Career support and job satisfaction
Nurse practitioner job satisfaction: looking for successful outcomes
Article first published online: 3 APR 2013
© 2013 Blackwell Publishing Ltd
Journal of Clinical Nursing
Volume 22, Issue 17-18, pages 2593–2604, September 2013
How to Cite
Pasarón, R. (2013), Nurse practitioner job satisfaction: looking for successful outcomes. Journal of Clinical Nursing, 22: 2593–2604. doi: 10.1111/j.1365-2702.2012.04331.x
- Issue published online: 15 JUL 2013
- Article first published online: 3 APR 2013
- Manuscript Accepted: 24 JUN 2012
- Misener Nurse Practitioner Job Satisfaction Scale;
- nurse practitioner retention;
- nurse practitioner role integration
Aims and objectives
To examine overall job satisfaction and its association with extrinsic and intrinsic characteristics of job satisfaction among nurse practitioners at the chosen practice site. The objectives were to identify relevant retention and recruitment strategies, from the nurse practitioners perspective, by examining (1) what role aspects are most satisfying, and (2) approaches for successful, professional development and integration in the role.
Supportive professional practice environments are particularly important to nurses’ satisfaction with their work and the quality of patient care provided. Hence, research that examines nurse practitioners practice implications and barriers in today's healthcare system is essential.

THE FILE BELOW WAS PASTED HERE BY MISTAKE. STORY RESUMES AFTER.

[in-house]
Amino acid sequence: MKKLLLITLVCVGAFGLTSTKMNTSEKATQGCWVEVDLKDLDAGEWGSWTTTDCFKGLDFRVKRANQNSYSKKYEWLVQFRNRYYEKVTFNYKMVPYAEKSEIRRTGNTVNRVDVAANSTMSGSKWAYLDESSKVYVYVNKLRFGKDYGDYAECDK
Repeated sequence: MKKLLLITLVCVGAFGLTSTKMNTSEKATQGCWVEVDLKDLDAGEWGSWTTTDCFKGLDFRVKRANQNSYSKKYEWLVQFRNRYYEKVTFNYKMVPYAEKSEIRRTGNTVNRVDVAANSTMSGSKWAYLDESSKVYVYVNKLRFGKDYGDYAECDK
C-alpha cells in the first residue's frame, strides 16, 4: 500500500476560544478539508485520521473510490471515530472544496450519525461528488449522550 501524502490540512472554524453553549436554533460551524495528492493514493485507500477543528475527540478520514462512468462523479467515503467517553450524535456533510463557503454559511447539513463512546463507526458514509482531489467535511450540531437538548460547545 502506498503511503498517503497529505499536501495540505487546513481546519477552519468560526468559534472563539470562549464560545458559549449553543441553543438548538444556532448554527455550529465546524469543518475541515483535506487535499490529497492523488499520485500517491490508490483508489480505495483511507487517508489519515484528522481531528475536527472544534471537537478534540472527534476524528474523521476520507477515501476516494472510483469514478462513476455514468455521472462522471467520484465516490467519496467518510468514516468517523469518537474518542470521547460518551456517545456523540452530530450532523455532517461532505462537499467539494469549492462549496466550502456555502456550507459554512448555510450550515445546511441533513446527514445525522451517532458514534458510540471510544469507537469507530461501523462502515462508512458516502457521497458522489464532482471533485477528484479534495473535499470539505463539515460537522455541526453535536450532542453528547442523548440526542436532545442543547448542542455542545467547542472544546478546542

A descriptive-correlational design using survey methodology. A nonprobability sample of convenience was used. The outcome measures were: The Misener Nurse Practitioner Job Satisfaction Scale and two investigator-developed surveys.
Participants expressed dissatisfaction with professional and monetary recognition, assertive influence, administrative support and collegial relationships.
Interaction of subscale factors on overall job satisfaction and demographic survey findings has important implications for health administrators and nurse practitioners in similar organisations.
Relevance to clinical practice
Stakeholders in healthcare milieus need to be fully engaged in the redesign of the American healthcare system heeding the recommendations of the Institute of Medicine to provide safer health systems to the public. By doing this, issues related to frustration by nurse practitioners related to job satisfaction will be addressed. The need for cooperation, participation, collaboration and instrumental communication are essential in the delivery of safe, quality patient care. A better understanding of intrinsic professional rewards needs to be learned by nurse practitioners who want to seek professional satisfaction and engage in the survival and growth of the profession. Nurse practitioners armed with this translational information have viable agenda items that can be negotiated into extrinsic rewards.